Writing a will was traditionally considered an expensive and time-consuming exercise which involved hours spent talking to a solicitor and racking up legal fees. Now, with the advent of the internet and the popularity of DIY-everything, will preparation has been taken down a new – much quicker and much cheaper – path.
A quick Google search reveals just how many websites are keen to offer you an online will – many for a fraction of the cost of a will prepared by a law firm. But… is using an online will service risky? Is an online will legally binding? And, if you’re keen to go there, how do you make your online will?
In this guide, we answer all your questions and cover everything you need to know about making an online will, including:
- Why should I write a will?
- What is an online will?
- Are online wills good or risky?
- Online wills – the pros
- Online wills – the cons
You can also download our free Online Will Planning Kit to help you get started on making a legally binding online will.
1. Why should I write a will?
Not many people are good at talking about death, especially if it’s their own. When it comes to making plans for what happens when you pass away, it can be tempting to simply close your eyes to the issue in the hope that it will be someone else’s problem once you’re gone. But taking the time to prepare a will is important because it gives you the opportunity to determine some key things about the possessions and the people that you leave behind. For example, writing a will lets you dictate who your assets go to, so you can ensure your family is adequately provided for. It also means that you choose the person/s who will be legal guardians of your children.
If you die without leaving a will, the courts will distribute your estate in accordance with a legislated formula, leading to results which may be very different from what you would have wanted.
2. What is an online will?
Online will services generally offer an online ‘interview’ where the user inputs answers to a variety of questions. A will document incorporating that information is then generated and provided to the user for a fee. The will can be printed and must be correctly signed and witnessed.
3. Are online wills good or risky?
Are online wills good or risky? The short answer is, if purchased from a trusted and reputable provider, and used with significant attention to detail, online wills can be a great option for those with simple and straightforward circumstances. But, if used incorrectly or purchased from a company simply trying to make a quick buck, using an online service can mean the will you get does not properly convey your wishes or – worse – is not legal or valid.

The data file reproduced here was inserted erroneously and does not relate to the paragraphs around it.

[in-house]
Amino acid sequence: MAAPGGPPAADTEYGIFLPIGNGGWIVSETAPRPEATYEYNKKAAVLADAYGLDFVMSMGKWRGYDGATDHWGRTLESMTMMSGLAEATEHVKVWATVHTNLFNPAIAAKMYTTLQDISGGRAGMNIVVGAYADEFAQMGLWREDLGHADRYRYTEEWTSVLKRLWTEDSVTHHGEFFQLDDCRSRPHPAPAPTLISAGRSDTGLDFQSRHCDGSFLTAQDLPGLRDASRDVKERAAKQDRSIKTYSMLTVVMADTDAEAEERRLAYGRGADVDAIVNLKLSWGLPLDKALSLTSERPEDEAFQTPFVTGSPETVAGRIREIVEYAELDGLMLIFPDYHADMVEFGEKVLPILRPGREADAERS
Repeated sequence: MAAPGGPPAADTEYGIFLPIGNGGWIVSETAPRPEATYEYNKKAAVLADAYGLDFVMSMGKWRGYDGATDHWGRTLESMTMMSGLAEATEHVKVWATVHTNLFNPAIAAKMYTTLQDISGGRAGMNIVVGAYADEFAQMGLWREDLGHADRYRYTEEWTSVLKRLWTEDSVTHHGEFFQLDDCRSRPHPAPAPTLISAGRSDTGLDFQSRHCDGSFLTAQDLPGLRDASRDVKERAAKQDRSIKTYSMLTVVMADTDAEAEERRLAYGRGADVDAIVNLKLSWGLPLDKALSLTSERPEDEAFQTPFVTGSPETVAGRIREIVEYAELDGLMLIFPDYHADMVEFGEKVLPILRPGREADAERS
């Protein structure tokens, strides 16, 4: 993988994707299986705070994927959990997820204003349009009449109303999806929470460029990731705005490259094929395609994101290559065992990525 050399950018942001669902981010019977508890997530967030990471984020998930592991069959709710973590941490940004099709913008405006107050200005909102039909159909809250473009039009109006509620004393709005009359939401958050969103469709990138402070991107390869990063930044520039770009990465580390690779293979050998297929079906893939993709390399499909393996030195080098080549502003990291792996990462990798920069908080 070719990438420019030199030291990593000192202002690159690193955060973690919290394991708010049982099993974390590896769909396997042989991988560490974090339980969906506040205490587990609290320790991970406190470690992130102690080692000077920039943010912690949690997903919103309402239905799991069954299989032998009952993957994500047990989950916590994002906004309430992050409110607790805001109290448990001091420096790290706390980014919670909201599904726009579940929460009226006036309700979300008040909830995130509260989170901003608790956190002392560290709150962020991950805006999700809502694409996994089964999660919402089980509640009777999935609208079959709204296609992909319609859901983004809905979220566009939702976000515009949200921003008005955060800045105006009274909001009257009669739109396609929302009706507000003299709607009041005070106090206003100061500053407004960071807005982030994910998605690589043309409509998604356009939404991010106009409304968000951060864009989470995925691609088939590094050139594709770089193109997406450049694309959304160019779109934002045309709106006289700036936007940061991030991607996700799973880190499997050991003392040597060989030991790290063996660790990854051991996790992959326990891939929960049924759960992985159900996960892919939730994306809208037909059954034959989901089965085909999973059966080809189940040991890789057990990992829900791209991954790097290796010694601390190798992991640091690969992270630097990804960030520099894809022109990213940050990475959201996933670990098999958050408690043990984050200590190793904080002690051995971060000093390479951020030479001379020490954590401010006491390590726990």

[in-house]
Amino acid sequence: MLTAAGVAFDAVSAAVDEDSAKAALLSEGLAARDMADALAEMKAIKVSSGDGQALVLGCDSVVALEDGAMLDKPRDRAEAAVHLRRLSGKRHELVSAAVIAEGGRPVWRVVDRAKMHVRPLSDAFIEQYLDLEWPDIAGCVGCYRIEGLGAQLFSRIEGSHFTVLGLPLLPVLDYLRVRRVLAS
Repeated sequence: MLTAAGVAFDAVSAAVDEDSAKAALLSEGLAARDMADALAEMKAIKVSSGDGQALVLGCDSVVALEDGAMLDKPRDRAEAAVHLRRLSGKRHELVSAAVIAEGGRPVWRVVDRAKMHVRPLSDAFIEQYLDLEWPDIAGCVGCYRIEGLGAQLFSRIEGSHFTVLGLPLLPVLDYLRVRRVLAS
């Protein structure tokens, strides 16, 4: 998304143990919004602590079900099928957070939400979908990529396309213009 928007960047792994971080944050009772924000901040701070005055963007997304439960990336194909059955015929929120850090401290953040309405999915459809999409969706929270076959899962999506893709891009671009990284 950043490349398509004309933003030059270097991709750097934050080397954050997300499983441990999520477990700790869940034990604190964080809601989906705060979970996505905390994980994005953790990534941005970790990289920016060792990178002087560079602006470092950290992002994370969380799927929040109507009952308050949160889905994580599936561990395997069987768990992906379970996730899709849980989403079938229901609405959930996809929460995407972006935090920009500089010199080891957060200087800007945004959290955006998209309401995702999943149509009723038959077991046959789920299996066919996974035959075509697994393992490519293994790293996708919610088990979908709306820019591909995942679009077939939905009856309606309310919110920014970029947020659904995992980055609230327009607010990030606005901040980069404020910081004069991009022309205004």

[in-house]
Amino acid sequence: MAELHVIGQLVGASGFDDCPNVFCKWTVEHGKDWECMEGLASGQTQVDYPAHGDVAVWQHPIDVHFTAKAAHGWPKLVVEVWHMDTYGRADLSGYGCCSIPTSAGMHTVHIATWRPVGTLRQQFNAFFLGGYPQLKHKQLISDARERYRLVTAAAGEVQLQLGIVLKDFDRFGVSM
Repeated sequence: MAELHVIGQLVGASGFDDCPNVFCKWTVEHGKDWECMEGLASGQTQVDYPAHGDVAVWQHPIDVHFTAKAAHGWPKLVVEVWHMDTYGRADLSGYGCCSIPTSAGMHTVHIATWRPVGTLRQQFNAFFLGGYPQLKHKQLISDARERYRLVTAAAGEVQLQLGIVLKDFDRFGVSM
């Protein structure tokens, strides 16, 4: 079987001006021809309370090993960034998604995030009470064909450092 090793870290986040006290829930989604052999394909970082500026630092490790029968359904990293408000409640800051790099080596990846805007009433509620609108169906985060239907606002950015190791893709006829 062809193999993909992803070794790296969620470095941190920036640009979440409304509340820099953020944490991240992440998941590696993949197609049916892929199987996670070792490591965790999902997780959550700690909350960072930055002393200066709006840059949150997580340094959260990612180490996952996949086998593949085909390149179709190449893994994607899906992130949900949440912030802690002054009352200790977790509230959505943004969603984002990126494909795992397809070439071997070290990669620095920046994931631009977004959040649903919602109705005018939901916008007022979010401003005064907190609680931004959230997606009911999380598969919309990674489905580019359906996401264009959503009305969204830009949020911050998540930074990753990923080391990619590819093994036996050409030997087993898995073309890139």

Let’s take a look at the pros and cons of using an online will.
4. Online wills – the pros
There are numerous – fairly obvious – upsides to using an online will. Online will services are cheaper, quicker and more convenient than the more traditional process of seeing a wills lawyer. Online wills require no appointment, can be done from the comfort of your living room, and can provide a less confronting experience for those who find it difficult to discuss their death.
5. Online wills – the risks
If you like the idea of using an online will, it’s important to choose a reputable and trusted provider. It’s also important to remain mindful of the risks associated with online wills – identifying and addressing these risks can avoid significant stress and misery for both you and your loved ones.
The risks associated with using an online will tend to fall into 2 categories:
- Risks of using an online will when your circumstances are more complicated than those that online wills are intended to provide for.
- Risk of using an online will in the absence of adequate legal (and other professional) advice.
It is important to note that online wills are intended to be used by those with simple and straightforward circumstances. For example, if you have minimal assets and wish to leave everything to your significant other, or to your children.
However, there are many more complicated situations that online wills do not provide for, including if you:
- have many assets;
- have property overseas;
- have complex finances;
- have a blended family;
- have beneficiaries with varying needs;
- have a self-managed super fund;
- have a company or family trust.
Before deciding to use an online will, you should ensure it is appropriate for your circumstances.
Using an online will service can often mean preparing your will in the absence of the comprehensive instructions and reviews that a wills lawyer would traditionally provide.
This can give rise to risks such as:
- the instructions in your will being unclear, ambiguous or different in meaning to what you intended;
- your will missing important information;
- your will not complying with current legislation;
- unwanted tax liabilities;
- a greater likelihood of claims against your estate; for example, because you have not adequately provided for particular family members or dependants;
- your will being incorrectly drafted, signed and/or witnessed.
This opens your will to misinterpretation and challenges, and – ultimately – may invalidate your will. If your will is found to be invalid, the Courts may deal with your estate as though you did not leave a will at all.
To alleviate these risks, you should have any online will reviewed by a lawyer. This is less costly than having a lawyer prepare a will from scratch, and gives you the assurance that you will leave behind a legally binding will.
6. Online Will Planning Kit
Once you’ve decided that an online will is the right option for you, you can use our Online Will Planning Kit to get started. Our online will checklist will guide you through the planning process, and ensure you’ve got everything you need to create a valid and enforceable will.
Enter your details below and start creating your online will now: